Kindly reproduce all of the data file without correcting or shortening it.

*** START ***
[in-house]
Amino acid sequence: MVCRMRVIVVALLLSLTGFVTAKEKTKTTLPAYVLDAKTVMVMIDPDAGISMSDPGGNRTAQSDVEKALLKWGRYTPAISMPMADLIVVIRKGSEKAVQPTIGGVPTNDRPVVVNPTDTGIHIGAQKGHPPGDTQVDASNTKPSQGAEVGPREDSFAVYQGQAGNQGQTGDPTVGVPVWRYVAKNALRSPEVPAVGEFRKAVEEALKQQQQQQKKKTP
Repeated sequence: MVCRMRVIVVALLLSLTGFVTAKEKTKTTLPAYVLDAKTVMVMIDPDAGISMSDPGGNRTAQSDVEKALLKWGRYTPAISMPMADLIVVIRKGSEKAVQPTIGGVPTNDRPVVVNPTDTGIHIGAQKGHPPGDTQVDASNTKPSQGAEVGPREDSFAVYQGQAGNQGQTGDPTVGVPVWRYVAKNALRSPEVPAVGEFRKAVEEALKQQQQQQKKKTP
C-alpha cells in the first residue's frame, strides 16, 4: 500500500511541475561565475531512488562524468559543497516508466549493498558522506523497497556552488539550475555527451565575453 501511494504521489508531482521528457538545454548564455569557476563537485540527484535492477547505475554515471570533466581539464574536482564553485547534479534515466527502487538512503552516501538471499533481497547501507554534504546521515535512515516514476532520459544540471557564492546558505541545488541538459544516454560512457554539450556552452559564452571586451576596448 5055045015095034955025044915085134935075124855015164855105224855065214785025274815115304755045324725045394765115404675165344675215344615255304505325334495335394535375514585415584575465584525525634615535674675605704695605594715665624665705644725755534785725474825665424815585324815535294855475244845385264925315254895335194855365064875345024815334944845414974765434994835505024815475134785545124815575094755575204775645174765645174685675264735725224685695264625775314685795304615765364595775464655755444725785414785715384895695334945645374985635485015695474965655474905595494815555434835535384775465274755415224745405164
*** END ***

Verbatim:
[in-house]
Amino acid sequence: MVCRMRVIVVALLLSLTGFVTAKEKTKTTLPAYVLDAKTVMVMIDPDAGISMSDPGGNRTAQSDVEKALLKWGRYTPAISMPMADLIVVIRKGSEKAVQPTIGGVPTNDRPVVVNPTDTGIHIGAQKGHPPGDTQVDASNTKPSQGAEVGPREDSFAVYQGQAGNQGQTGDPTVGVPVWRYVAKNALRSPEVPAVGEFRKAVEEALKQQQQQQKKKTP
Repeated sequence: MVCRMRVIVVALLLSLTGFVTAKEKTKTTLPAYVLDAKTVMVMIDPDAGISMSDPGGNRTAQSDVEKALLKWGRYTPAISMPMADLIVVIRKGSEKAVQPTIGGVPTNDRPVVVNPTDTGIHIGAQKGHPPGDTQVDASNTKPSQGAEVGPREDSFAVYQGQAGNQGQTGDPTVGVPVWRYVAKNALRSPEVPAVGEFRKAVEEALKQQQQQQKKKTP
C-alpha cells in the first residue's frame, strides 16, 4: 500500500511541475561565475531512488562524468559543497516508466549493498558522506523497497556552488539550475555527451565575453 501511494504521489508531482521528457538545454548564455569557476563537485540527484535492477547505475554515471570533466581539464574536482564553485547534479534515466527502487538512503552516501538471499533481497547501507554534504546521515535512515516514476532520459544540471557564492546558505541545488541538459544516454560512457554539450556552452559564452571586451576596448 5055045015095034955025044915085134935075124855015164855105224855065214785025274815115304755045324725045394765115404675165344675215344615255304505325334495335394535375514585415584575465584525525634615535674675605704695605594715665624665705644725755534785725474825665424815585324815535294855475244845385264925315254895335194855365064875345024815334944845414974765434994835505024815475134785545124815575094755575204775645174765645174685675264735725224685695264625775314685795304615765364595775464655755444725785414785715384895695334945645374985635485015695474965655474905595494815555434835535384775465274755415224745405164